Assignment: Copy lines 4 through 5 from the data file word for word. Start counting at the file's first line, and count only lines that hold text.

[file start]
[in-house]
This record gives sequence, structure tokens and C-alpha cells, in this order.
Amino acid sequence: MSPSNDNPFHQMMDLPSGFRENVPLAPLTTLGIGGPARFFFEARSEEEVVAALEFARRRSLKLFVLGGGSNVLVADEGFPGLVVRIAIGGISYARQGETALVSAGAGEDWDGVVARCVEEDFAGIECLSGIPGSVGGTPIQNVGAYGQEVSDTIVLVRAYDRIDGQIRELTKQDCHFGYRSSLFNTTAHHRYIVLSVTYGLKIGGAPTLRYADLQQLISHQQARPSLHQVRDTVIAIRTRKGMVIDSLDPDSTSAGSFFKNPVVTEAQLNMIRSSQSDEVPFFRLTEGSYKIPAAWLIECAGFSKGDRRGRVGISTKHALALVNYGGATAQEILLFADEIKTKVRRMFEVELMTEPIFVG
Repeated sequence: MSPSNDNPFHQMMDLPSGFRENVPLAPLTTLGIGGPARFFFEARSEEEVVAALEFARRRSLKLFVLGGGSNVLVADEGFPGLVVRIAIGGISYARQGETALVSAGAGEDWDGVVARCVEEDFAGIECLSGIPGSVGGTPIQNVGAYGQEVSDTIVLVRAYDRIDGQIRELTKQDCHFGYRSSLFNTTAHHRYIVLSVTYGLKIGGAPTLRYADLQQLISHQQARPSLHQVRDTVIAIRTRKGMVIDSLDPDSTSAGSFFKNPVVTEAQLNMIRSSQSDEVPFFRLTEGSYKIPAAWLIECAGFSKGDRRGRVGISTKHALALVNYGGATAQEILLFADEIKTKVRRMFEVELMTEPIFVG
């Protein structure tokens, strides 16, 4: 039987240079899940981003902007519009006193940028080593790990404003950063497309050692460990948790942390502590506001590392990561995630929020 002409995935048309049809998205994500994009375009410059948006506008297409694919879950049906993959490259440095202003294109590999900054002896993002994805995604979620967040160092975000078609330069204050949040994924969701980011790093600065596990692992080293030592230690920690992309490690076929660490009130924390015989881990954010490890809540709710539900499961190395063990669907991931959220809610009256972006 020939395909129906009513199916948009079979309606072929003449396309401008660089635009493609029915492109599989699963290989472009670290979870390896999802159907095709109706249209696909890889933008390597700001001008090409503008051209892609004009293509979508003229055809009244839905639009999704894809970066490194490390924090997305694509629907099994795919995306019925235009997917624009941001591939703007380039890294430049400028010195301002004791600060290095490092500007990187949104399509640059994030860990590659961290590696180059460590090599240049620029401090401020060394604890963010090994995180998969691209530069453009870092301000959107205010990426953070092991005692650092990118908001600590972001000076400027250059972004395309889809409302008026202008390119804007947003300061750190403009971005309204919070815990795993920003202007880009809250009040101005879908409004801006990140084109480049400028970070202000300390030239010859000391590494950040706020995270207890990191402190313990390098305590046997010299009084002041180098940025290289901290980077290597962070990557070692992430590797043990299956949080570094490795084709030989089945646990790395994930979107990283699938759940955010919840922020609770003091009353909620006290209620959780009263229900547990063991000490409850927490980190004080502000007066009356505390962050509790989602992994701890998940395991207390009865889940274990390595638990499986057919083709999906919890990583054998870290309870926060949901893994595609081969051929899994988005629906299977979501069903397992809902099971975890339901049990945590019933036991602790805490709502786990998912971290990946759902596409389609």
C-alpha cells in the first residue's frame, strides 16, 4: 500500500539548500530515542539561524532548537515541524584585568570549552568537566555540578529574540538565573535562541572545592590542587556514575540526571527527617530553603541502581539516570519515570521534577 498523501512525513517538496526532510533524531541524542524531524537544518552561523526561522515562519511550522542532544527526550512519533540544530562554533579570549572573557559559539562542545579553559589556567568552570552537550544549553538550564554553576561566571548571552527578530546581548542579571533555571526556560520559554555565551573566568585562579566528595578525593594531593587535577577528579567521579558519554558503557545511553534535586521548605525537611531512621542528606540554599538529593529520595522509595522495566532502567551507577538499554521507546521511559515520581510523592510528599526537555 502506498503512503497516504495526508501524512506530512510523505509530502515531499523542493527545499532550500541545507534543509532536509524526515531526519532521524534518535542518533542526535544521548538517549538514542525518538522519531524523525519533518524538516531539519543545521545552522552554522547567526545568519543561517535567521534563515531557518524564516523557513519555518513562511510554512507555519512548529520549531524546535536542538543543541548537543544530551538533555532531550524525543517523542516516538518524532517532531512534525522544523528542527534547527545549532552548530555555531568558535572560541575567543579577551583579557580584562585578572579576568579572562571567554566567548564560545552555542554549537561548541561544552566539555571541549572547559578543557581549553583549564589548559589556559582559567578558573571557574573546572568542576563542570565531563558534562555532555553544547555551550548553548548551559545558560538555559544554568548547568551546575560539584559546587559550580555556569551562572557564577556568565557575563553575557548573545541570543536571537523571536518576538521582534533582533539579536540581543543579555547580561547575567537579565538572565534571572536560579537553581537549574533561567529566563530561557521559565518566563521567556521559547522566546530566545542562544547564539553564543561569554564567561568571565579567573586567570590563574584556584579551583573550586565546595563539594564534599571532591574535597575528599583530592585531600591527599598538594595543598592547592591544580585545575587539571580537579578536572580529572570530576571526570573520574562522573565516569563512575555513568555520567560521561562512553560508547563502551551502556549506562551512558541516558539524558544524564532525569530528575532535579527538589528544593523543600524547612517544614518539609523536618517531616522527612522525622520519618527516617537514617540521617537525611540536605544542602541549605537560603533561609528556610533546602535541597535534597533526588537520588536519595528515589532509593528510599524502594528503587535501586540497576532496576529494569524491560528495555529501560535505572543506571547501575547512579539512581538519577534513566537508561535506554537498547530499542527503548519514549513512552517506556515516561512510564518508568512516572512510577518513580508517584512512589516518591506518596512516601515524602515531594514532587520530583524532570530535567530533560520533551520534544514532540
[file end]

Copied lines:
Repeated sequence: MSPSNDNPFHQMMDLPSGFRENVPLAPLTTLGIGGPARFFFEARSEEEVVAALEFARRRSLKLFVLGGGSNVLVADEGFPGLVVRIAIGGISYARQGETALVSAGAGEDWDGVVARCVEEDFAGIECLSGIPGSVGGTPIQNVGAYGQEVSDTIVLVRAYDRIDGQIRELTKQDCHFGYRSSLFNTTAHHRYIVLSVTYGLKIGGAPTLRYADLQQLISHQQARPSLHQVRDTVIAIRTRKGMVIDSLDPDSTSAGSFFKNPVVTEAQLNMIRSSQSDEVPFFRLTEGSYKIPAAWLIECAGFSKGDRRGRVGISTKHALALVNYGGATAQEILLFADEIKTKVRRMFEVELMTEPIFVG
């Protein structure tokens, strides 16, 4: 039987240079899940981003902007519009006193940028080593790990404003950063497309050692460990948790942390502590506001590392990561995630929020 002409995935048309049809998205994500994009375009410059948006506008297409694919879950049906993959490259440095202003294109590999900054002896993002994805995604979620967040160092975000078609330069204050949040994924969701980011790093600065596990692992080293030592230690920690992309490690076929660490009130924390015989881990954010490890809540709710539900499961190395063990669907991931959220809610009256972006 020939395909129906009513199916948009079979309606072929003449396309401008660089635009493609029915492109599989699963290989472009670290979870390896999802159907095709109706249209696909890889933008390597700001001008090409503008051209892609004009293509979508003229055809009244839905639009999704894809970066490194490390924090997305694509629907099994795919995306019925235009997917624009941001591939703007380039890294430049400028010195301002004791600060290095490092500007990187949104399509640059994030860990590659961290590696180059460590090599240049620029401090401020060394604890963010090994995180998969691209530069453009870092301000959107205010990426953070092991005692650092990118908001600590972001000076400027250059972004395309889809409302008026202008390119804007947003300061750190403009971005309204919070815990795993920003202007880009809250009040101005879908409004801006990140084109480049400028970070202000300390030239010859000391590494950040706020995270207890990191402190313990390098305590046997010299009084002041180098940025290289901290980077290597962070990557070692992430590797043990299956949080570094490795084709030989089945646990790395994930979107990283699938759940955010919840922020609770003091009353909620006290209620959780009263229900547990063991000490409850927490980190004080502000007066009356505390962050509790989602992994701890998940395991207390009865889940274990390595638990499986057919083709999906919890990583054998870290309870926060949901893994595609081969051929899994988005629906299977979501069903397992809902099971975890339901049990945590019933036991602790805490709502786990998912971290990946759902596409389609």